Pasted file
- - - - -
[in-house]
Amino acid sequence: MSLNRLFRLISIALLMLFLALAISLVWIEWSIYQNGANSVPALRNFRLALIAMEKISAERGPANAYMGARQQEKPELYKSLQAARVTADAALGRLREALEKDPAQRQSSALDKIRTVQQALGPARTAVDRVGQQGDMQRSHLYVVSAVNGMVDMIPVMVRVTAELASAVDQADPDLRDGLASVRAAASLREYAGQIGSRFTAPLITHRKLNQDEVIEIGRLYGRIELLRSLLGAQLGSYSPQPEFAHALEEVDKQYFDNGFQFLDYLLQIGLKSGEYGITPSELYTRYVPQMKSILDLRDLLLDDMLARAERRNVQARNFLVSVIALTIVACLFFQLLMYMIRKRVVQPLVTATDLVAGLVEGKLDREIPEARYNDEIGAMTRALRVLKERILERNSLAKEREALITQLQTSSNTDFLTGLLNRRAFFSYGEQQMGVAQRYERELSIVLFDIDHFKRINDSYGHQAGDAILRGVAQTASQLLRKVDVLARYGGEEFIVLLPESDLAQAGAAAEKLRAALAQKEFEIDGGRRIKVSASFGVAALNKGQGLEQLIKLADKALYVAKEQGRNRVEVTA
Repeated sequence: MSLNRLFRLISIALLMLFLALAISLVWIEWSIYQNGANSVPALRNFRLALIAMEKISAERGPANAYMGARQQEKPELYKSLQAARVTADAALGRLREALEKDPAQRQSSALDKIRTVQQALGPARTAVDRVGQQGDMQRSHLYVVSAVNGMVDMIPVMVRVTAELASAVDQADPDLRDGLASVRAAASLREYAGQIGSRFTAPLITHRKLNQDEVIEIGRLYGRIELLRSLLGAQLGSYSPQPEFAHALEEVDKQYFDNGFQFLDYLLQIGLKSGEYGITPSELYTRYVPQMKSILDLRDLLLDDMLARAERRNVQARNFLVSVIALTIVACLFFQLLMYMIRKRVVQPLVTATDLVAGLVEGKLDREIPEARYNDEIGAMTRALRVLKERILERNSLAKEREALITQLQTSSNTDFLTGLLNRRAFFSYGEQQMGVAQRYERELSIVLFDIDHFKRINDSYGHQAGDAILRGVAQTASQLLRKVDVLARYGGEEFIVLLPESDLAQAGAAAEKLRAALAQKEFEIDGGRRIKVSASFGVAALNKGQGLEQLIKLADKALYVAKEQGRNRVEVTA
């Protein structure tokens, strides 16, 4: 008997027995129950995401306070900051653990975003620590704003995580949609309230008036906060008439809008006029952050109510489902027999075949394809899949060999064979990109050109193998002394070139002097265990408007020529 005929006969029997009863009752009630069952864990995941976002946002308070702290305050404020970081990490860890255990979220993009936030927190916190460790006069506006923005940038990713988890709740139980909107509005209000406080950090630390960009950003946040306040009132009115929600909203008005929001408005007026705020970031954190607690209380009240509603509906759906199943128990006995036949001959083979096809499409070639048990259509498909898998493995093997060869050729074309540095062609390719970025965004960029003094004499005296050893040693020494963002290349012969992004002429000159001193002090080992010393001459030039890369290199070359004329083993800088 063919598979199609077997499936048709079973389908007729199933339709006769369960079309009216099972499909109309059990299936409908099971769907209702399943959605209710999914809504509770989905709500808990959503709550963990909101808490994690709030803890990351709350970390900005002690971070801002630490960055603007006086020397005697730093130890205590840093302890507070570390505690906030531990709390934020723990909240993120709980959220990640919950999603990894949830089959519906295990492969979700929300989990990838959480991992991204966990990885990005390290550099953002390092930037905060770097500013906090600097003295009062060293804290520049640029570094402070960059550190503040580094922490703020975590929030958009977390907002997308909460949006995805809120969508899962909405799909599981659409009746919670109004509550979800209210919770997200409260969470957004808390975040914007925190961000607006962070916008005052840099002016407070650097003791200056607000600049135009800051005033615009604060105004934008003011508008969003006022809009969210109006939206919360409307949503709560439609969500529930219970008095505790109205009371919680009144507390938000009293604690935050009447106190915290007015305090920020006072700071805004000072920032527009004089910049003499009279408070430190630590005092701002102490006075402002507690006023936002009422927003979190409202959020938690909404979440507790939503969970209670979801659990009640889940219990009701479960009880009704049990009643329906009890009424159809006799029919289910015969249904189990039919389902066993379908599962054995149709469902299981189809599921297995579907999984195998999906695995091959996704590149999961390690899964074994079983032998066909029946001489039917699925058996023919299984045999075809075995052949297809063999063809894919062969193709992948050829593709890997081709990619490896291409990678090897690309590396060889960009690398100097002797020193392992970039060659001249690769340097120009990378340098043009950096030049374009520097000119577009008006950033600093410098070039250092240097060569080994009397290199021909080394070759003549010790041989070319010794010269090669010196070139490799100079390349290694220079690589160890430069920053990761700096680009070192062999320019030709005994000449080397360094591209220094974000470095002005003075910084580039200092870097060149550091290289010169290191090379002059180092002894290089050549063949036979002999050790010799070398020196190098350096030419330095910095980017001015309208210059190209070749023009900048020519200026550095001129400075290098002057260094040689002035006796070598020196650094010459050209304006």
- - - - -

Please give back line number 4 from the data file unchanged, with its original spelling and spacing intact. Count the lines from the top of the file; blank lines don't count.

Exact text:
């Protein structure tokens, strides 16, 4: 008997027995129950995401306070900051653990975003620590704003995580949609309230008036906060008439809008006029952050109510489902027999075949394809899949060999064979990109050109193998002394070139002097265990408007020529 005929006969029997009863009752009630069952864990995941976002946002308070702290305050404020970081990490860890255990979220993009936030927190916190460790006069506006923005940038990713988890709740139980909107509005209000406080950090630390960009950003946040306040009132009115929600909203008005929001408005007026705020970031954190607690209380009240509603509906759906199943128990006995036949001959083979096809499409070639048990259509498909898998493995093997060869050729074309540095062609390719970025965004960029003094004499005296050893040693020494963002290349012969992004002429000159001193002090080992010393001459030039890369290199070359004329083993800088 063919598979199609077997499936048709079973389908007729199933339709006769369960079309009216099972499909109309059990299936409908099971769907209702399943959605209710999914809504509770989905709500808990959503709550963990909101808490994690709030803890990351709350970390900005002690971070801002630490960055603007006086020397005697730093130890205590840093302890507070570390505690906030531990709390934020723990909240993120709980959220990640919950999603990894949830089959519906295990492969979700929300989990990838959480991992991204966990990885990005390290550099953002390092930037905060770097500013906090600097003295009062060293804290520049640029570094402070960059550190503040580094922490703020975590929030958009977390907002997308909460949006995805809120969508899962909405799909599981659409009746919670109004509550979800209210919770997200409260969470957004808390975040914007925190961000607006962070916008005052840099002016407070650097003791200056607000600049135009800051005033615009604060105004934008003011508008969003006022809009969210109006939206919360409307949503709560439609969500529930219970008095505790109205009371919680009144507390938000009293604690935050009447106190915290007015305090920020006072700071805004000072920032527009004089910049003499009279408070430190630590005092701002102490006075402002507690006023936002009422927003979190409202959020938690909404979440507790939503969970209670979801659990009640889940219990009701479960009880009704049990009643329906009890009424159809006799029919289910015969249904189990039919389902066993379908599962054995149709469902299981189809599921297995579907999984195998999906695995091959996704590149999961390690899964074994079983032998066909029946001489039917699925058996023919299984045999075809075995052949297809063999063809894919062969193709992948050829593709890997081709990619490896291409990678090897690309590396060889960009690398100097002797020193392992970039060659001249690769340097120009990378340098043009950096030049374009520097000119577009008006950033600093410098070039250092240097060569080994009397290199021909080394070759003549010790041989070319010794010269090669010196070139490799100079390349290694220079690589160890430069920053990761700096680009070192062999320019030709005994000449080397360094591209220094974000470095002005003075910084580039200092870097060149550091290289010169290191090379002059180092002894290089050549063949036979002999050790010799070398020196190098350096030419330095910095980017001015309208210059190209070749023009900048020519200026550095001129400075290098002057260094040689002035006796070598020196650094010459050209304006």